Course-specific motivated learning and outcomes : the role of the perceived task value of course-specific assignments
Journal of Teaching in International Business
Academic self\-efficacy, Deep learning strategy, Expectancy\-value theory, Learning outcomes
Although the internationalization of curricula has increased steadily over the past 30 years, most universities and business schools have concentrated their efforts on program assessment activities, leaving course-level assessment as a gap in most international business assessment portfolios. To address the gap in aligning course-specific designs with course-specific learning outcomes, the current study focuses on a specific course domain. This study (1) assesses how students' subject-specific motivational beliefs and learning behavior affect their perceived learning outcomes, and (2) examines how students' perceptions of the task value of subject-specific assignments strengthen or weaken the effect of motivated learning on learning outcomes. The results highlight the critical roles of group-based term projects and individual-based IT tasks in strengthening the effect of self-efficacy and deep learning behavior on learning outcomes. International business educators are thus advised to manage students' perceived task value with regard to outcome and effort expectancy. Practicable recommendations are provided for building up students' expectations about desirable learning outcomes in relation to project-specific assignments, and fostering students' beliefs about return-on-efforts through project-specific assessment rubrics.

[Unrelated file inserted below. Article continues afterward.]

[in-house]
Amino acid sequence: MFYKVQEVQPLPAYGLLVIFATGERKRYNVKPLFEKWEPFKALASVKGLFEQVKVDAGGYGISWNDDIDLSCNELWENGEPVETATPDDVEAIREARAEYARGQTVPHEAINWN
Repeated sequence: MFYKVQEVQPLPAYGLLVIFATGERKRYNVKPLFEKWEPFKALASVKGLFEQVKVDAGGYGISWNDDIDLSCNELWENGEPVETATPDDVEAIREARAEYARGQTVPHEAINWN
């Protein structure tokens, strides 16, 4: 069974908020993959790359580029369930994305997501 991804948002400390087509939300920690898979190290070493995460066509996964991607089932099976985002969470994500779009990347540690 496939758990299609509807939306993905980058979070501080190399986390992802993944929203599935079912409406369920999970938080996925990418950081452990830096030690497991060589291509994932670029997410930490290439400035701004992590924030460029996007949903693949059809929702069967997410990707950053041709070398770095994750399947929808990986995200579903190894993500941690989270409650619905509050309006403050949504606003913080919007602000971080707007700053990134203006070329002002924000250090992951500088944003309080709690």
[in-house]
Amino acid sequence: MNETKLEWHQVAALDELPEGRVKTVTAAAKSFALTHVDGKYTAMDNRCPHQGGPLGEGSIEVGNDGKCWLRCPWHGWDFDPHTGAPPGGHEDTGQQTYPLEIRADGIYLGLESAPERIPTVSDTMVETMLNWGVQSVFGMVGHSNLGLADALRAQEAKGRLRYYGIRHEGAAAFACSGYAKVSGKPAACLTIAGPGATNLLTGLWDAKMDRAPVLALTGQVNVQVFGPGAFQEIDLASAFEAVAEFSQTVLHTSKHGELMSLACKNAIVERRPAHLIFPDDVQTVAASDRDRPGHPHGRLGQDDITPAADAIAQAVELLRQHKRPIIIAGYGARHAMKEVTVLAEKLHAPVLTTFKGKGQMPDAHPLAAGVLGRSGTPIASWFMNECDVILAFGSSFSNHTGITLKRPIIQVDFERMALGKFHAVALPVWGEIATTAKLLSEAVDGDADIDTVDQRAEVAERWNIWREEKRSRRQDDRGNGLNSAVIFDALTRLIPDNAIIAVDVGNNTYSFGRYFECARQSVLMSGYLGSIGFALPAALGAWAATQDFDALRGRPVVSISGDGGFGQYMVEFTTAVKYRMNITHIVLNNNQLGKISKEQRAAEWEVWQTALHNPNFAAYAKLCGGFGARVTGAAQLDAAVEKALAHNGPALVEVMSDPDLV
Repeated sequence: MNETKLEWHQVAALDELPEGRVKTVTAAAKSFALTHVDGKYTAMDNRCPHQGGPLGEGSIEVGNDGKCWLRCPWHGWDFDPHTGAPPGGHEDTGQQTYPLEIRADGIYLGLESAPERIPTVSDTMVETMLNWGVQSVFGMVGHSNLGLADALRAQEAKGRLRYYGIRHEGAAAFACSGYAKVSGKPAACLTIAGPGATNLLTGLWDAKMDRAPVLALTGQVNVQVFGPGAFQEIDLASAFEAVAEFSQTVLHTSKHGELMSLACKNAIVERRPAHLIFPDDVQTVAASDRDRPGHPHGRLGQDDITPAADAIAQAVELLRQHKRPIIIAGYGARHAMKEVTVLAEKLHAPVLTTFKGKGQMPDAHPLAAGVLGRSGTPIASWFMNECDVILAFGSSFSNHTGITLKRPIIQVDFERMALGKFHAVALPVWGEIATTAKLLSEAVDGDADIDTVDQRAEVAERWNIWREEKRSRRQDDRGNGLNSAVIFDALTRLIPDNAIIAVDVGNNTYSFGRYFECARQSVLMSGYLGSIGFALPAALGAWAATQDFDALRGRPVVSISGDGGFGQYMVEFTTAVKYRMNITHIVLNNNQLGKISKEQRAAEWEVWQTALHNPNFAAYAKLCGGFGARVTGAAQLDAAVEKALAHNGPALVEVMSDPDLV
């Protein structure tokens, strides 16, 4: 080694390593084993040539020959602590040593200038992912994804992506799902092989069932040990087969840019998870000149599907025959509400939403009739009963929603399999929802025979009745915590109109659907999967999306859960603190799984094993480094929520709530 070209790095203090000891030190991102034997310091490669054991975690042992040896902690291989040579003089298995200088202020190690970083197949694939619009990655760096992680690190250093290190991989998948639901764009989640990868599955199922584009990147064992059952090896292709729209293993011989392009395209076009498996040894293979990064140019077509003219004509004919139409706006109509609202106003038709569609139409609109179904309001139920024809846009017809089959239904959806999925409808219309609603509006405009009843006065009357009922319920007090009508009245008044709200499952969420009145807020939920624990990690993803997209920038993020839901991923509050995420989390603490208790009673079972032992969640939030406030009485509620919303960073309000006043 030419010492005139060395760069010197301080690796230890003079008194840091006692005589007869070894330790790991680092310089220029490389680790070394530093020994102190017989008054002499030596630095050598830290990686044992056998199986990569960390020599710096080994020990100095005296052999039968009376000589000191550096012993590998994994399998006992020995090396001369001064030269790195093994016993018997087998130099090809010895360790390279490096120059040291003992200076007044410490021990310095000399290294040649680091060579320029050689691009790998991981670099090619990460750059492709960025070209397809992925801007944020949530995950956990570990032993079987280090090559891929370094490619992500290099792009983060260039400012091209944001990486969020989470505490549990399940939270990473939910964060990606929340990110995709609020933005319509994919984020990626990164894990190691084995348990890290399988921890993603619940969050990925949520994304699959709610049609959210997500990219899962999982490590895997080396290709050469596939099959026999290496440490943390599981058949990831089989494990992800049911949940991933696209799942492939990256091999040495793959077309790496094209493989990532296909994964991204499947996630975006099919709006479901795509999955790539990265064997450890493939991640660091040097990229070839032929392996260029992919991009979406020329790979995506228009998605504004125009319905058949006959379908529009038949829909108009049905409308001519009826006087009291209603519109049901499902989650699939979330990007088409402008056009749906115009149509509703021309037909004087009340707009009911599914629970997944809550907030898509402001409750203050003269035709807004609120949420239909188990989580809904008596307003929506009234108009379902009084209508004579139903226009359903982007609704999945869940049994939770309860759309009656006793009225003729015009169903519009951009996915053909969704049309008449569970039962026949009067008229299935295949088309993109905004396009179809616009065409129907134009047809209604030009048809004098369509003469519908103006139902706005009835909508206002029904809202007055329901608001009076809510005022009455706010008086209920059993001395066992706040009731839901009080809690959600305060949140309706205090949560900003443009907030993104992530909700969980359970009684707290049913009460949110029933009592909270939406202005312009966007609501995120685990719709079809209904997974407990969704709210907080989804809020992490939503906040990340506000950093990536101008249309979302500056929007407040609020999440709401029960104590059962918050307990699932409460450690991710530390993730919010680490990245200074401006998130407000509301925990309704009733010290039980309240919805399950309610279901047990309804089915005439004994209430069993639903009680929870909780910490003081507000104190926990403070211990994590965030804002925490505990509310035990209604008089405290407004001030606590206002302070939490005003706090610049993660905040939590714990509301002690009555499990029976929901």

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Li, L. Y. E. (2011). Course-specific motivated learning and outcomes: The role of the perceived task value of course-specific assignments. Journal of Teaching in International Business, 22(2), 107-125. doi: 10.1080/08975930.2011.615674